Newly-released data from the National Center for Health Statistics (NCHS) on nationwide overdose-related deaths indicate that such fatalities are increasing at a rapid pace, jumping from 38,329 in 2010 to 47,055 in 2014, then to 52,404 by 2015, a 27 percent increase in five years.
Adults between the ages of 45 and 54 had the highest rates of overdose deaths in 2015, and the rates are increasing among non-Hispanic white people, almost 3.5 times the rate in 1999, according to the CDC.
The highest rates of drug overdose deaths occurred in West Virginia, New Hampshire, Kentucky and Ohio.
The age-adjusted rate of overdose-related deaths among non-Hispanic white persons increased by a rate of nearly 3.5 from 1999 to 2015 (21.1 deaths per 100,000), the NCHS reported.
Four states - West Virginia, New Hampshire, Kentucky and OH - lead the nation with the highest overdose death rates, the CDC said. Overdose death rates among whites have more than tripled since 1999.
Heroin-related deaths in the United States skyrocketed in the span of five years, amounting to a quarter of all overdose deaths by 2015, according to new federal data, presenting another grim snapshot of America's opioid epidemic.
CDC researchers examined data from the National Vital Statics System to see the effects of drug trends across the nation from 1999 to 2015, ABC reported.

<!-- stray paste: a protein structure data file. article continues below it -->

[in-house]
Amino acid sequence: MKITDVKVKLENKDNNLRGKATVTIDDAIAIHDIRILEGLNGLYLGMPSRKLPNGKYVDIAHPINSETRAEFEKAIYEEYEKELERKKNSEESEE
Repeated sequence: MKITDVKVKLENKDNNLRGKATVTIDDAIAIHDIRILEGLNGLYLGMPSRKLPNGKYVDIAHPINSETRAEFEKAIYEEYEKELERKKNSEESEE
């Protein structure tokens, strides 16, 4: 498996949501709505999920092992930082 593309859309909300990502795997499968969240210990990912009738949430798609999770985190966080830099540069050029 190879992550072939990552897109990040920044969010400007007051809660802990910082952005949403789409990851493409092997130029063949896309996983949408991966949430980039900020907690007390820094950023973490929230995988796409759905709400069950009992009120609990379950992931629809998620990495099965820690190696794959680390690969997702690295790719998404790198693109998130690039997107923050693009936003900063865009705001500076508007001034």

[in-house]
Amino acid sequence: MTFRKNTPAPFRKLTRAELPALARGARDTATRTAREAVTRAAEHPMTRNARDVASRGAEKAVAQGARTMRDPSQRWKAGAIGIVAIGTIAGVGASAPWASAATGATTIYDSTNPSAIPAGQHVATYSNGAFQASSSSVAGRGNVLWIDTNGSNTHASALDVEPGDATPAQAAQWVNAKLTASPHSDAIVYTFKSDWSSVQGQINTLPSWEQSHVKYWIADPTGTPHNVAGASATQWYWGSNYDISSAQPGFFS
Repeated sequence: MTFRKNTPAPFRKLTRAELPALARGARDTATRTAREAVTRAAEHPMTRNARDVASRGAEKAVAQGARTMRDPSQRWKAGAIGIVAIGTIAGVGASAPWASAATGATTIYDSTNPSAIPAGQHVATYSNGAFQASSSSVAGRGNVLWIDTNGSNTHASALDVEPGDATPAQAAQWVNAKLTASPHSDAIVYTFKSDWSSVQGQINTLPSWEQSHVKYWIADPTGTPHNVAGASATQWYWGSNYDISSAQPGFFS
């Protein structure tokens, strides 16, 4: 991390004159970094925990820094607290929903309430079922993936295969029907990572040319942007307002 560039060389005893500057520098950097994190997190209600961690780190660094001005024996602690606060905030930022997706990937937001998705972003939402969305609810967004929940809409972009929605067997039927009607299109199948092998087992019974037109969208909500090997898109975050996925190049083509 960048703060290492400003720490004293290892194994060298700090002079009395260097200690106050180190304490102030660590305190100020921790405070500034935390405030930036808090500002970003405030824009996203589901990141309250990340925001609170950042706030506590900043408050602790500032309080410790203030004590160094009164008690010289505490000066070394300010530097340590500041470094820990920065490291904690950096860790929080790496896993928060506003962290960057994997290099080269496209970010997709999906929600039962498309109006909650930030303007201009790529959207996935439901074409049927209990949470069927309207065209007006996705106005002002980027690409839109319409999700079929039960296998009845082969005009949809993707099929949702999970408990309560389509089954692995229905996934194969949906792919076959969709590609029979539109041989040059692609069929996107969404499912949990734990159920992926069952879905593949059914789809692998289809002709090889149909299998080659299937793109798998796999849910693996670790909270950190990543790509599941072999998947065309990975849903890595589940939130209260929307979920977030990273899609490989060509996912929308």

Overdose death rates also increased among black people, from 7.5 deaths per 100,000 people in 1999 to 12 deaths per 100,000 people in 2015; and among Hispanic people, the rate increased from 5 deaths per 100,000 people in 1999 to 8 deaths per 100,000 people in 2015.More news: Major League Baseball to use dugout signal for intentional walk
Other opioids - both synthetic and natural - such as oxycodone (OxyContin) and hydrocodone (Vicodin) accounted for another 24 percent of overdose deaths in 2015, down from 29 percent in 2010.
"Heroin is part of America's larger drug abuse problem", said Mr. Hamburg.
Overdoses increased in all age groups.
Bolstered by a huge increase in cases involving heroin, the rate at which Americans die from drug overdoses has more than doubled since the end of the millennium.
The heroin and opioid epidemic has taken its toll.
"It's that it's not just heroin anymore between the fentanyl [and] of the synthetic variants including carfentanil" an elephant tranquilizer, said Slovis.
Fentanyl and Carfentanil, which was created to be an elephant tranquilizer, has led in some instances to EMS personnel running out of the opioid antidote Narcan while treating a single patient, he said.